We treated her to several days at Ocean City, Maryland, where we rented a penthouse condo overlooking the boardwalk, shops, and Atlantic Ocean below.  One evening, my sister and I put together a slide show to reminisce about past laughs, adventures, and tender moments.  In the middle of it, we were interrupted by a magnificent fireworks display – the kind you’d see on the 4th of July in a medium-sized city – exploding above the beach directly in front of us and at exactly our altitude.  It was almost as if the display, which serendipitously began in the middle of an emotion-packed slide show, had been intentionally perfectly centered in our line of sight as we gazed out over the vast ocean.

My initial thought was: was this an amazing coincidence or actually God’s hand?  It happened on Monday, July 8.  It’s hard to explain why the fireworks would have happened at that exact location and in the middle of our slide show four days after the 4th of July.  Obviously, far more impressive coincidences happen all the time.  Still, I think that God can and does intervene in the physical world.  However, given that God created the laws of physics – and has good reason to respect his own creation – then let’s assume that God’s power to meddle with the physical world is limited to “highly amplified quantum events” (HAQEs).  In other words, if God had actually intended to create an emotionally meaningful fireworks display to augment our slide show, then it would have been via the process of taking advantage of quantum events that get magnified chaotically to macroscopic outcomes; it would not have been via the process of unilaterally inserting fireworks into the beach, lighting them, etc.

By the way, physicists who take seriously the possibility of human free will usually make use of HAQEs (albeit with different terminology), since the ability to choose the outcome of a single quantum event (or even when a quantum event “collapses” into an outcome) can allow for free will without necessarily violating any known laws of physics. 

So let’s assume that God can manipulate quantum objects within the bounds of known physics – i.e., God can cause quantum collapse events and can choose the outcomes to the extent of their possibilities.  Here’s my question: could God have caused the fireworks display to happen at that exact place and precisely when we were doing the slide show?

Here’s a potential scenario to further elucidate the problem.  The fireworks themselves have to be planned well in advance: they have to be purchased and received; the pyrotechnics people must be hired for a particular day; the beach must be cleared; the fireworks must be mounted and connected to a control panel; and so forth.  Each one of these macroscopic events could have been (and to some extent probably was) ultimately caused by a HAQE, but how far back in time would we have to go to find the “source” HAQE for each of these macroscopic events?  For instance, perhaps it was the Mayor of Ocean City who determines exactly when the 4th-of-July fireworks are set off, and perhaps she was particularly concerned about bad weather.  Weather is the quintessential example of chaotic amplifications of quantum events – indeed, the well-known “butterfly effect” is an example of how a butterfly’s wings can affect weather!  God could easily have invoked HAQEs to cause thunderstorms on all the nights leading up the 8th, at which point the frustrated mayor would have decided it was finally time to light up the belated Independence Day display.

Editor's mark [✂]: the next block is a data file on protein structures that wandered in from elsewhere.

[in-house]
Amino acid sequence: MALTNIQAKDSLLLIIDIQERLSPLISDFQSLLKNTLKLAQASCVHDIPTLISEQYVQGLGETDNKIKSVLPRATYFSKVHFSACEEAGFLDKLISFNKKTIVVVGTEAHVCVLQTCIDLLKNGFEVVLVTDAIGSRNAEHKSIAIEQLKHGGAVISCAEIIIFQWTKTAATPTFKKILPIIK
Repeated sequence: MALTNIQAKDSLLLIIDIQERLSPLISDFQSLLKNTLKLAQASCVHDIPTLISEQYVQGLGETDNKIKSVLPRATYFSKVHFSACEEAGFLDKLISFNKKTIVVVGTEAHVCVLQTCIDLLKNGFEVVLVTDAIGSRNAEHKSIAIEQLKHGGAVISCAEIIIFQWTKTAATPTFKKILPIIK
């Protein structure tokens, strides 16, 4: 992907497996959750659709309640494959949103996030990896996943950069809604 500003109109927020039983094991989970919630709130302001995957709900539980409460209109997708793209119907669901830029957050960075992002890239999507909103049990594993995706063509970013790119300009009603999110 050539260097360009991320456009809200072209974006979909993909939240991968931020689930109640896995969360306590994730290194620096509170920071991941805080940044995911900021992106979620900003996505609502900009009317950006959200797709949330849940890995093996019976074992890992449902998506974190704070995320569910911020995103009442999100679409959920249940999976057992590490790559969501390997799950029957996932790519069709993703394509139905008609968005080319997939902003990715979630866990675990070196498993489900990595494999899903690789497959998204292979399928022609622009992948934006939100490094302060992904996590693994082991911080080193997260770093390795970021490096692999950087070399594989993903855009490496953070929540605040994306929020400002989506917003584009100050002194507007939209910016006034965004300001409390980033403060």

So, anyway, it’s an interesting physics question about the extent to which divine events or miracles are within the scope of the known laws of physics, a question that I will continue to ponder in the coming years.

And that’s what I initially pondered at the moment which was, as you recall, when a fireworks display interrupted a slide show tribute to my Mom.  Coincidence or not, there was a certain divine magic to it. 

I sat next to her and held her hand – the bony hand of a quickly decaying body – as we watched a loud, obnoxious, beautiful display that very well may have been meant for our eyes.  I felt overwhelmed by the absurdity of the situation, the sadness I felt, the depth of meaning and emotion I was experiencing.  I felt an intense gratitude for the opportunity to experience such love for and from this woman, a silly giddiness at how simple everything seemed in that moment.  I felt intense pain and intense joy at the same time.  I squeezed her hand and sobbed deeply.

On one hand, how tragic that I would soon no longer taste her homemade cheesecake or hear one of her terrible jokes in which she starts laughing before reaching the punchline.  On the other hand, how wonderful that her cheesecakes and terrible jokes have brought me so much happiness in the past.  How dare God take this woman away from me.  Then again, as overwhelmingly sad as I feel, thank God for giving me a Mom whose loss would make me feel so overwhelmingly sad. 

Out of my joy is born sorrow, and vice versa.

Tuesday, January 23, 2024

YouTube Channel: @AndrewKnightMIT

 After a long hiatus, I am back -- focused and ready to continue tackling the difficult and fascinating questions in the philosophy of physics and consciousness.  I am also investing in my YouTube channel, focusing on clear explanations of difficult concepts to the lay audience.  Here's my most recent video, showing a logical proof why computers will never be conscious, mind uploading is impossible, and more than one instance of a person's conscious state can't exist at more than one place or time in the universe.

Wednesday, October 12, 2022

Is Time Travel Possible? Part 4